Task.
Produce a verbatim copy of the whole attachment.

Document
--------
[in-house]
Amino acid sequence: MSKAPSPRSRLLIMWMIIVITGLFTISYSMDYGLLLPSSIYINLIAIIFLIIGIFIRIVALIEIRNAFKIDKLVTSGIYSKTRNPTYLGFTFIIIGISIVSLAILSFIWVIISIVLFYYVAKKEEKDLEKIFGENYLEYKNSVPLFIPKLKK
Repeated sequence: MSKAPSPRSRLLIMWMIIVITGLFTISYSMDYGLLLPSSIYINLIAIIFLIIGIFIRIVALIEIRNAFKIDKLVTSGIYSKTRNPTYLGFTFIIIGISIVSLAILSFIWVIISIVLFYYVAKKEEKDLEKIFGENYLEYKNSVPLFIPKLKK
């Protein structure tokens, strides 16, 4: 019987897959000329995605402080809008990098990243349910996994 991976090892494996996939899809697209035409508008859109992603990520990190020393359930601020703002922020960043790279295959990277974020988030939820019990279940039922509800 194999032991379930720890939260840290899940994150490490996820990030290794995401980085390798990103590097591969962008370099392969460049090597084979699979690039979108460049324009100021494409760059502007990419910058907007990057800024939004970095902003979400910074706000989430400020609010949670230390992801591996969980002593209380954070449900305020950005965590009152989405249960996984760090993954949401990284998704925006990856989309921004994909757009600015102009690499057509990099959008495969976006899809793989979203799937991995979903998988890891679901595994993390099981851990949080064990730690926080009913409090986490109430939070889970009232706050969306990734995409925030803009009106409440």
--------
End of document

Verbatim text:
[in-house]
Amino acid sequence: MSKAPSPRSRLLIMWMIIVITGLFTISYSMDYGLLLPSSIYINLIAIIFLIIGIFIRIVALIEIRNAFKIDKLVTSGIYSKTRNPTYLGFTFIIIGISIVSLAILSFIWVIISIVLFYYVAKKEEKDLEKIFGENYLEYKNSVPLFIPKLKK
Repeated sequence: MSKAPSPRSRLLIMWMIIVITGLFTISYSMDYGLLLPSSIYINLIAIIFLIIGIFIRIVALIEIRNAFKIDKLVTSGIYSKTRNPTYLGFTFIIIGISIVSLAILSFIWVIISIVLFYYVAKKEEKDLEKIFGENYLEYKNSVPLFIPKLKK
């Protein structure tokens, strides 16, 4: 019987897959000329995605402080809008990098990243349910996994 991976090892494996996939899809697209035409508008859109992603990520990190020393359930601020703002922020960043790279295959990277974020988030939820019990279940039922509800 194999032991379930720890939260840290899940994150490490996820990030290794995401980085390798990103590097591969962008370099392969460049090597084979699979690039979108460049324009100021494409760059502007990419910058907007990057800024939004970095902003979400910074706000989430400020609010949670230390992801591996969980002593209380954070449900305020950005965590009152989405249960996984760090993954949401990284998704925006990856989309921004994909757009600015102009690499057509990099959008495969976006899809793989979203799937991995979903998988890891679901595994993390099981851990949080064990730690926080009913409090986490109430939070889970009232706050969306990734995409925030803009009106409440």